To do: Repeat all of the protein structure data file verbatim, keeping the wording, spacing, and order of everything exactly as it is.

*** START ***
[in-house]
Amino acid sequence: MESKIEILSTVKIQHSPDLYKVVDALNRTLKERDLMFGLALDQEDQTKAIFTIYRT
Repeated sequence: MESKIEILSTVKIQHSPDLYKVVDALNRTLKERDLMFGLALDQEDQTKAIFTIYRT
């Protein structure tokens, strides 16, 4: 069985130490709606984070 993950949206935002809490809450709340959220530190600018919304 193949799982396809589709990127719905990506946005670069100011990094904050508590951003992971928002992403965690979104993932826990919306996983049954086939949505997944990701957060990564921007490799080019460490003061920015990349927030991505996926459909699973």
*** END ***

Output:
[in-house]
Amino acid sequence: MESKIEILSTVKIQHSPDLYKVVDALNRTLKERDLMFGLALDQEDQTKAIFTIYRT
Repeated sequence: MESKIEILSTVKIQHSPDLYKVVDALNRTLKERDLMFGLALDQEDQTKAIFTIYRT
């Protein structure tokens, strides 16, 4: 069985130490709606984070 993950949206935002809490809450709340959220530190600018919304 193949799982396809589709990127719905990506946005670069100011990094904050508590951003992971928002992403965690979104993932826990919306996983049954086939949505997944990701957060990564921007490799080019460490003061920015990349927030991505996926459909699973």